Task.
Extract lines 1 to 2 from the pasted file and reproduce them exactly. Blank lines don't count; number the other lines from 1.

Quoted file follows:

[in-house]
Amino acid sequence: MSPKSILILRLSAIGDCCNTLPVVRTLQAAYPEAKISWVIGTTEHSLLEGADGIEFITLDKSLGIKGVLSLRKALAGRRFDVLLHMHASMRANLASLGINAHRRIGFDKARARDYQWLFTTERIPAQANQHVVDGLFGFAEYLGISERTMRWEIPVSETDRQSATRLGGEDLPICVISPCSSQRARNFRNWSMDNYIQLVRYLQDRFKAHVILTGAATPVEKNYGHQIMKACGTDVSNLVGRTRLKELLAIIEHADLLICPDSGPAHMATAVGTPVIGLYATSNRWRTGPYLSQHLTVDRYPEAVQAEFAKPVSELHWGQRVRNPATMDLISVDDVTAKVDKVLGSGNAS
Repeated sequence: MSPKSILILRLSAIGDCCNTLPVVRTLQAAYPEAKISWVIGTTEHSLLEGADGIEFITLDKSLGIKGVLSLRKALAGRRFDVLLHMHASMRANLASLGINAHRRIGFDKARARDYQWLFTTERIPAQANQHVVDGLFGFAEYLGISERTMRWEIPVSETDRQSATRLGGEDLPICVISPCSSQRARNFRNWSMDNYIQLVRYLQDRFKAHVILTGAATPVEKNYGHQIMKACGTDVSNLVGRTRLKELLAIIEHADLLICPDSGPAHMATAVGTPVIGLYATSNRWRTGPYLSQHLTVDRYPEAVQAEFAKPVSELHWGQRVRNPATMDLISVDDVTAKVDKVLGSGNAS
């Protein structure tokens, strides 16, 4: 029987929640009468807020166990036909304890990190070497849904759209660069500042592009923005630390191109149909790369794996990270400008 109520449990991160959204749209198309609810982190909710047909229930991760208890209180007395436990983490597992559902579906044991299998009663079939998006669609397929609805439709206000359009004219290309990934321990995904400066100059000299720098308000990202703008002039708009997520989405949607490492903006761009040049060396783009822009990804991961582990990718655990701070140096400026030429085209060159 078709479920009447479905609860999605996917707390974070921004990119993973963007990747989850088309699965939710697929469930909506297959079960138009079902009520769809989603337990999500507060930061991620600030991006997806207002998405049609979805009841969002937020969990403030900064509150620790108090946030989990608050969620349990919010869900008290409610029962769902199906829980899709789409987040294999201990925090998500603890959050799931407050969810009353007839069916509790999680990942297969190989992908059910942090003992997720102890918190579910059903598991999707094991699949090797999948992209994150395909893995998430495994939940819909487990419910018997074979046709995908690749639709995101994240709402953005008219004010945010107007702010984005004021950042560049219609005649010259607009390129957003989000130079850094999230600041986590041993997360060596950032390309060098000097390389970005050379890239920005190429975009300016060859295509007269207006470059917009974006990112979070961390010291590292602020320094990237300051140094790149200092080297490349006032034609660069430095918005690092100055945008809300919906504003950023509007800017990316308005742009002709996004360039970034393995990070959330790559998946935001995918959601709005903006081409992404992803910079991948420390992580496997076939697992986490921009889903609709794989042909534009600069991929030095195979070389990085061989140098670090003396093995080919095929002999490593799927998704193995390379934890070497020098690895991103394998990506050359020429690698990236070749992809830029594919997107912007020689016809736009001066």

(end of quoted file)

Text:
[in-house]
Amino acid sequence: MSPKSILILRLSAIGDCCNTLPVVRTLQAAYPEAKISWVIGTTEHSLLEGADGIEFITLDKSLGIKGVLSLRKALAGRRFDVLLHMHASMRANLASLGINAHRRIGFDKARARDYQWLFTTERIPAQANQHVVDGLFGFAEYLGISERTMRWEIPVSETDRQSATRLGGEDLPICVISPCSSQRARNFRNWSMDNYIQLVRYLQDRFKAHVILTGAATPVEKNYGHQIMKACGTDVSNLVGRTRLKELLAIIEHADLLICPDSGPAHMATAVGTPVIGLYATSNRWRTGPYLSQHLTVDRYPEAVQAEFAKPVSELHWGQRVRNPATMDLISVDDVTAKVDKVLGSGNAS